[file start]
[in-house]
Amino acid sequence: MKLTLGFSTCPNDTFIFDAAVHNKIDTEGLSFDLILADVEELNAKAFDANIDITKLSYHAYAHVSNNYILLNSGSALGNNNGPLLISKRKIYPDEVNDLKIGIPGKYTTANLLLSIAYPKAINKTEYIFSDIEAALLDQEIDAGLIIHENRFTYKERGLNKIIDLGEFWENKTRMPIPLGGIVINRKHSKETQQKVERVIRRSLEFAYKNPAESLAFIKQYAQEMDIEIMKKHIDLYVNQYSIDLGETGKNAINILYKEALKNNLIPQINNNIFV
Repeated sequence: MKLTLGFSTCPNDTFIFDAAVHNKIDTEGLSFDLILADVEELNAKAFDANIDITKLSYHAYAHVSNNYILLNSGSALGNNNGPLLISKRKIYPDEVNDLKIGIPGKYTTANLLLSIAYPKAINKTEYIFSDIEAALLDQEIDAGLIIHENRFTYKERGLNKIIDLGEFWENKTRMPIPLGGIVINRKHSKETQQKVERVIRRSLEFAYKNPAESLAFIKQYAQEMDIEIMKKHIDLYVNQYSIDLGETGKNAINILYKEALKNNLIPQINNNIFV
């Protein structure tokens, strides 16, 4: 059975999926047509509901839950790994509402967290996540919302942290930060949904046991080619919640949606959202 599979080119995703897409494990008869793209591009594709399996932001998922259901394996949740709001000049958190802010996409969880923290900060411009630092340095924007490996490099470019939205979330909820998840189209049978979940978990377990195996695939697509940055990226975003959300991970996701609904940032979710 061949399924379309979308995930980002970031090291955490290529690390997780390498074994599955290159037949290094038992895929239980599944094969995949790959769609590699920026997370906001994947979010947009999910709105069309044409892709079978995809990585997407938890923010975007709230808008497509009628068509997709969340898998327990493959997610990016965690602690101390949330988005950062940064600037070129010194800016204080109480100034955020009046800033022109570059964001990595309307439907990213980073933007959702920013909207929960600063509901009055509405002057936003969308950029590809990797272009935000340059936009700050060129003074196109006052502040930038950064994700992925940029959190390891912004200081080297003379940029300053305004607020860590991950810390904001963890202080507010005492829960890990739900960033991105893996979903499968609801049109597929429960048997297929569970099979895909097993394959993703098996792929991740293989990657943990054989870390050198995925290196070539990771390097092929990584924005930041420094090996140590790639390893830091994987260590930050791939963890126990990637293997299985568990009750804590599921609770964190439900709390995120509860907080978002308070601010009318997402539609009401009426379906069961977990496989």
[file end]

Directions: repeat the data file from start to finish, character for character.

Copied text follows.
[in-house]
Amino acid sequence: MKLTLGFSTCPNDTFIFDAAVHNKIDTEGLSFDLILADVEELNAKAFDANIDITKLSYHAYAHVSNNYILLNSGSALGNNNGPLLISKRKIYPDEVNDLKIGIPGKYTTANLLLSIAYPKAINKTEYIFSDIEAALLDQEIDAGLIIHENRFTYKERGLNKIIDLGEFWENKTRMPIPLGGIVINRKHSKETQQKVERVIRRSLEFAYKNPAESLAFIKQYAQEMDIEIMKKHIDLYVNQYSIDLGETGKNAINILYKEALKNNLIPQINNNIFV
Repeated sequence: MKLTLGFSTCPNDTFIFDAAVHNKIDTEGLSFDLILADVEELNAKAFDANIDITKLSYHAYAHVSNNYILLNSGSALGNNNGPLLISKRKIYPDEVNDLKIGIPGKYTTANLLLSIAYPKAINKTEYIFSDIEAALLDQEIDAGLIIHENRFTYKERGLNKIIDLGEFWENKTRMPIPLGGIVINRKHSKETQQKVERVIRRSLEFAYKNPAESLAFIKQYAQEMDIEIMKKHIDLYVNQYSIDLGETGKNAINILYKEALKNNLIPQINNNIFV
């Protein structure tokens, strides 16, 4: 059975999926047509509901839950790994509402967290996540919302942290930060949904046991080619919640949606959202 599979080119995703897409494990008869793209591009594709399996932001998922259901394996949740709001000049958190802010996409969880923290900060411009630092340095924007490996490099470019939205979330909820998840189209049978979940978990377990195996695939697509940055990226975003959300991970996701609904940032979710 061949399924379309979308995930980002970031090291955490290529690390997780390498074994599955290159037949290094038992895929239980599944094969995949790959769609590699920026997370906001994947979010947009999910709105069309044409892709079978995809990585997407938890923010975007709230808008497509009628068509997709969340898998327990493959997610990016965690602690101390949330988005950062940064600037070129010194800016204080109480100034955020009046800033022109570059964001990595309307439907990213980073933007959702920013909207929960600063509901009055509405002057936003969308950029590809990797272009935000340059936009700050060129003074196109006052502040930038950064994700992925940029959190390891912004200081080297003379940029300053305004607020860590991950810390904001963890202080507010005492829960890990739900960033991105893996979903499968609801049109597929429960048997297929569970099979895909097993394959993703098996792929991740293989990657943990054989870390050198995925290196070539990771390097092929990584924005930041420094090996140590790639390893830091994987260590930050791939963890126990990637293997299985568990009750804590599921609770964190439900709390995120509860907080978002308070601010009318997402539609009401009426379906069961977990496989």